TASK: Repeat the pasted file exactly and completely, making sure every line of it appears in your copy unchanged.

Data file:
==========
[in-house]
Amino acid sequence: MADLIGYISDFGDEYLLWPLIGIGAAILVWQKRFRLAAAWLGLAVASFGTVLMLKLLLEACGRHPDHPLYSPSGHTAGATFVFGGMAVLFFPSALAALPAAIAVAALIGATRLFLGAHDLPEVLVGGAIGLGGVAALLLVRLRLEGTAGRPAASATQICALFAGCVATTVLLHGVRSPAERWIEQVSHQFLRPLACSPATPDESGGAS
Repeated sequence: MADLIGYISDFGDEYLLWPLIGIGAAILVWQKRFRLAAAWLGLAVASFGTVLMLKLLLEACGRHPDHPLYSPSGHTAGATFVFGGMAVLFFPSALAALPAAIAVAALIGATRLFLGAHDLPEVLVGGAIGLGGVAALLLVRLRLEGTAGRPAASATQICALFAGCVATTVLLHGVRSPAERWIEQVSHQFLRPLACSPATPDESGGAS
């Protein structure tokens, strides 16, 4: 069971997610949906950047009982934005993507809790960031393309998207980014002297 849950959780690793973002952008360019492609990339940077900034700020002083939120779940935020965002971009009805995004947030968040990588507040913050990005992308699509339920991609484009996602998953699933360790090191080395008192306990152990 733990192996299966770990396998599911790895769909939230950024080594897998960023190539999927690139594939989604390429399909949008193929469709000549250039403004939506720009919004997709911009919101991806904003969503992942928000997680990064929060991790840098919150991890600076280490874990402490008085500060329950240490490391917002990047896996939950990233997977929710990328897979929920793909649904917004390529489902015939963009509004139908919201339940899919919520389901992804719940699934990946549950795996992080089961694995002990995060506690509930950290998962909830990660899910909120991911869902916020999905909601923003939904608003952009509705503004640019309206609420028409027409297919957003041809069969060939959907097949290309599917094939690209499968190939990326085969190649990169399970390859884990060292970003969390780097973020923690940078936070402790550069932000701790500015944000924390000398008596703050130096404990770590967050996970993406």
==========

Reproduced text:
[in-house]
Amino acid sequence: MADLIGYISDFGDEYLLWPLIGIGAAILVWQKRFRLAAAWLGLAVASFGTVLMLKLLLEACGRHPDHPLYSPSGHTAGATFVFGGMAVLFFPSALAALPAAIAVAALIGATRLFLGAHDLPEVLVGGAIGLGGVAALLLVRLRLEGTAGRPAASATQICALFAGCVATTVLLHGVRSPAERWIEQVSHQFLRPLACSPATPDESGGAS
Repeated sequence: MADLIGYISDFGDEYLLWPLIGIGAAILVWQKRFRLAAAWLGLAVASFGTVLMLKLLLEACGRHPDHPLYSPSGHTAGATFVFGGMAVLFFPSALAALPAAIAVAALIGATRLFLGAHDLPEVLVGGAIGLGGVAALLLVRLRLEGTAGRPAASATQICALFAGCVATTVLLHGVRSPAERWIEQVSHQFLRPLACSPATPDESGGAS
């Protein structure tokens, strides 16, 4: 069971997610949906950047009982934005993507809790960031393309998207980014002297 849950959780690793973002952008360019492609990339940077900034700020002083939120779940935020965002971009009805995004947030968040990588507040913050990005992308699509339920991609484009996602998953699933360790090191080395008192306990152990 733990192996299966770990396998599911790895769909939230950024080594897998960023190539999927690139594939989604390429399909949008193929469709000549250039403004939506720009919004997709911009919101991806904003969503992942928000997680990064929060991790840098919150991890600076280490874990402490008085500060329950240490490391917002990047896996939950990233997977929710990328897979929920793909649904917004390529489902015939963009509004139908919201339940899919919520389901992804719940699934990946549950795996992080089961694995002990995060506690509930950290998962909830990660899910909120991911869902916020999905909601923003939904608003952009509705503004640019309206609420028409027409297919957003041809069969060939959907097949290309599917094939690209499968190939990326085969190649990169399970390859884990060292970003969390780097973020923690940078936070402790550069932000701790500015944000924390000398008596703050130096404990770590967050996970993406």